Legarda: Right to access clean water equals our responsibility to ensure water security

March 22, 2021

As the world celebrates the World Water Day on March 22, three-term Senator, now Deputy Speaker, Loren Legarda today renewed her call for the public to manage and conserve water to ensure water security amid the threat of dwindling water supply in the country.

According to the Asian Water Development Outlook 2020 (AWDO) published by the Asian Development Bank (ADB), 1.5 billion people living in rural areas and 600 million in urban areas still lack adequate water supply and sanitation. In the Philippines, the World Health Organization (WHO) reported in 2019 that at least one out of 10 people in the country still does not have access to safe and clean water sources.

“Water security is not only about the provision of sufficient water for the needs of our people and our economic activities. It is also about having healthy ecosystems and building resilience to water-related disasters,” Legarda said.

“Water is a basic need yet it is a resource that we have taken for granted. As the earth is composed of two-thirds water, the seeming abundance of this creates a sense of complacency to the people. However, we have to realize that while the Earth is covered by 71% water, 97% of this is ocean water, 2.5% is frozen water and only 0.5% is suitable for human consumption,” Legarda added.

Moreover, Legarda stressed that water affects food security as agriculture accounts for an average of 70% of all freshwater withdrawals globally. Legarda noted that the lack of water resources would eventually lead to lower agricultural output.

“Our farmers depend on abundant water supply to grow crops, vegetables, and fruits. There is a need to promote water conservation measures and practices including rainwater harvesting, watershed protection and sloping technology, which are all critical in reducing soil erosion and enhancing agricultural productivity. In the agriculture sector, irrigation inefficiency and water pollution, such as pesticide leaching, must be addressed. We need to develop water efficient technologies such as selecting crop varieties requiring less water, operationalize river basin management, increase irrigation water productivity and improve irrigation governance,” Legarda said.

Meanwhile, Legarda said that the COVID-19 break out has also put hand washing on top of the pandemic recovery agenda. The campaign launched by the WHO, ”Safe Hands”, highly recommends frequent handwashing and proper hygiene to protect people from contracting the virus.

“Amid the pandemic, the need to ensure water security in the country is even more crucial now. We have to make sure that we have hand washing facility in strategic places with enough water to serve the general public. We have to ensure that access to water is provided especially to the marginalized sectors and rural communities. With the rising cases of COVID-19, we have to provide our people with a reliable first line of defense against the virus to help control and eradicate the deadly disease,” Legarda said.

Legarda also noted that aside from COVID-19 threats, the WHO identified watery diarrhea due to lack of access to safe and potable water as one of the top 10 leading causes of death in the Philippines in 2016, claiming over 139 000 lives.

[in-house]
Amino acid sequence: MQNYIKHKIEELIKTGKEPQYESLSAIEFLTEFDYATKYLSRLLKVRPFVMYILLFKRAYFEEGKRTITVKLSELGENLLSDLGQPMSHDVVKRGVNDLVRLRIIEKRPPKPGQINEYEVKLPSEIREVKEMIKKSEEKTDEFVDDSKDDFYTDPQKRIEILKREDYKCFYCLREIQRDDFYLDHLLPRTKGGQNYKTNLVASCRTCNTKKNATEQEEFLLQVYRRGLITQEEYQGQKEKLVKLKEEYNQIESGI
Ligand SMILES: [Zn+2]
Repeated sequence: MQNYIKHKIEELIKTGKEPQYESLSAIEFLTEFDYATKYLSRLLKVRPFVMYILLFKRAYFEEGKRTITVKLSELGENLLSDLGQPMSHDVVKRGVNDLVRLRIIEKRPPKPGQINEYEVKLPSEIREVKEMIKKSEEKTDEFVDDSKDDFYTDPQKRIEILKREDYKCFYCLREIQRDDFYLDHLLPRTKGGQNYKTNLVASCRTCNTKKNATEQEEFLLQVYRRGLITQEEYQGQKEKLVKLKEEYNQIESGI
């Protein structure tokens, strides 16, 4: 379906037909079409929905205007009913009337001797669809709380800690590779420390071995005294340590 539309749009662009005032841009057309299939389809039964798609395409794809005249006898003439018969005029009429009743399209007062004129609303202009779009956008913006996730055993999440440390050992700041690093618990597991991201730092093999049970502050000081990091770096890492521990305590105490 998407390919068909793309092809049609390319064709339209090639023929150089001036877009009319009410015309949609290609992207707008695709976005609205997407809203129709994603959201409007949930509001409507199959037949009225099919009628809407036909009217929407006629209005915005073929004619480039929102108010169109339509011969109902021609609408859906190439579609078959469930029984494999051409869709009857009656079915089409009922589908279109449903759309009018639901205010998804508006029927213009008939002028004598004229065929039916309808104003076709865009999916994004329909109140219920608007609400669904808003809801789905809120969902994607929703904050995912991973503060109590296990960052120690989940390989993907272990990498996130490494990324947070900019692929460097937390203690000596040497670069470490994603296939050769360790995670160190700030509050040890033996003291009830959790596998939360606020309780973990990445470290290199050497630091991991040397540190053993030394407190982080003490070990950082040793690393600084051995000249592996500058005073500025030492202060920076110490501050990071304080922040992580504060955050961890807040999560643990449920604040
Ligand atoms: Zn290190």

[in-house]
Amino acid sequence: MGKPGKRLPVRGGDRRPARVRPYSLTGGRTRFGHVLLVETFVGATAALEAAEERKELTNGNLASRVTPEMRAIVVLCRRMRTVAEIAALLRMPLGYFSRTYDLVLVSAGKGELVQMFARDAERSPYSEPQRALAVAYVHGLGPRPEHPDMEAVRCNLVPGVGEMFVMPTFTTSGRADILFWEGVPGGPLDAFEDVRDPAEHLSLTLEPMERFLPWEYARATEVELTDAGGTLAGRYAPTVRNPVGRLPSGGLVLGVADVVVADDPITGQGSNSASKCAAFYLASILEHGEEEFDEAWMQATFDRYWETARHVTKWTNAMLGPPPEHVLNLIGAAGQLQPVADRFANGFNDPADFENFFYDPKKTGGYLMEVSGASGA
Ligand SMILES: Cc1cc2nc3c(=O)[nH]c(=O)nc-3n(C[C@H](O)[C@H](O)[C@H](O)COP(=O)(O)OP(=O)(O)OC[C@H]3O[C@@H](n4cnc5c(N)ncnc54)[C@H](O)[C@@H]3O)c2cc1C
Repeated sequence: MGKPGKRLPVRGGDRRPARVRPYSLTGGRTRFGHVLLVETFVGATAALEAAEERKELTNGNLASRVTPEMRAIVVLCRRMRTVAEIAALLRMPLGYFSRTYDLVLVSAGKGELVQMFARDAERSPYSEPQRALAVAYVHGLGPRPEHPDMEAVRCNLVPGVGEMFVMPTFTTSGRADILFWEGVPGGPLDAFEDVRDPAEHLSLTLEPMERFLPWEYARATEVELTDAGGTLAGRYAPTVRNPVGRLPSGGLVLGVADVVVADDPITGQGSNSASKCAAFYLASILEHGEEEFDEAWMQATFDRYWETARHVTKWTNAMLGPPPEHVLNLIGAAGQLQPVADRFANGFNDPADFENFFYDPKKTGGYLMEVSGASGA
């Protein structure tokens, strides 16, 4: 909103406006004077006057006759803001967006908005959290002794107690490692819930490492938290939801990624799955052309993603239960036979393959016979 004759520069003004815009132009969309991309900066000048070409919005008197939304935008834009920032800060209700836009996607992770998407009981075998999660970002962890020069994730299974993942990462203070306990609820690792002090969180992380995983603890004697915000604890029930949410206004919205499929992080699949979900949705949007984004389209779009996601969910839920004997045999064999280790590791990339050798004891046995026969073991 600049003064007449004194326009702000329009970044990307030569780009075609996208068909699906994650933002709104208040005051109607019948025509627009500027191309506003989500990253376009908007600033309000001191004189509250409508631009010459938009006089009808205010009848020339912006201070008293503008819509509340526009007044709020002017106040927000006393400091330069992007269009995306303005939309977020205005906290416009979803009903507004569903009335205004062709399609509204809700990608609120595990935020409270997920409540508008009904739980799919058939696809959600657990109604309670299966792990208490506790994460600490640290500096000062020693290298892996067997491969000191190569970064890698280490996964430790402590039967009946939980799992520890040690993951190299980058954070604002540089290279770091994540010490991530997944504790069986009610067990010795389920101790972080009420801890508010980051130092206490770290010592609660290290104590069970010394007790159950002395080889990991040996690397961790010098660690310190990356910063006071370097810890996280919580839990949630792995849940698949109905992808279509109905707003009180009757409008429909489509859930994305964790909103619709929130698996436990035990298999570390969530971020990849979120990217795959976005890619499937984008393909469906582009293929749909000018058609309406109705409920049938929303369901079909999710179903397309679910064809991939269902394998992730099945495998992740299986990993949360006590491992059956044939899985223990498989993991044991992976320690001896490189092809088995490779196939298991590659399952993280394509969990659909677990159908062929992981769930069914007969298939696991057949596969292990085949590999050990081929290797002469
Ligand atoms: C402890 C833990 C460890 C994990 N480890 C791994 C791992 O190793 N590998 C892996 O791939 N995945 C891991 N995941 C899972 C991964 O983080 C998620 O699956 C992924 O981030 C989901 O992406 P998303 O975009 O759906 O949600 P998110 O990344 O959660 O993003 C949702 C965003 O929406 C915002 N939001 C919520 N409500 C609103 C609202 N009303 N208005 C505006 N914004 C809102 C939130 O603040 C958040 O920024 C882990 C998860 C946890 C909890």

“Lack of safe and potable water sources and sanitation poses serious health consequences to us, especially to those in the marginalized sectors. Data from the UN Water is very alarming knowing that 4.2 billion or 55% of the world’s total population lack safely managed sanitation services and 673 million people practiced open defecation.[1] Whereas, 3 billion people lacked basic hand washing facility with soap and water. The lack of access to clean, potable water, however, has long been a quiet killer in the country. Up until now, there are still those who have no access to piped water, relying instead on creek water and deep wells,” Legarda said.

The three-term Senator, author of the Clean Water Act, who advocates for resilient and sustainable growth and recovery, stressed the need to craft a roadmap for sustainable water use to address Sustainable Development Goal (SDG) No. 6 in ensuring water and sanitation for all. Legarda said that “having safe water means helping secure public health. With people dying due to unsafe water and poor sanitation, as well as being displaced or forced to relocate in areas with unsafe water, we must ensure we afford every human being their basic right to access safe water.”

Legarda stressed that the government has to step in and provide efficient and effective interventions to further address challenges in environmental water security such as: providing water treatment for household wastes, enhancing water quality monitoring programs and clean-up activities in waterways and watersheds, regular drainage maintenance, enforcing the Ecological Solid Waste Management Law, among others.

“Water is a very basic need. It is everyone’s human right to access clean and safe water, but it is also our responsibility as stewards of the earth’s resources not to exploit the natural resources, but to sustainably manage our environmental ecosystem and veer away from the unsustainable consumption and encroachment of natural resources for us to bestow a better tomorrow to the future generation. We must treat this issue as a climate change concern and not just a water supply issue,” Legarda concluded.***

[1] https://www.unwater.org/app/uploads/2021/03/Infographics_Progress-on-water-and-sanitation.png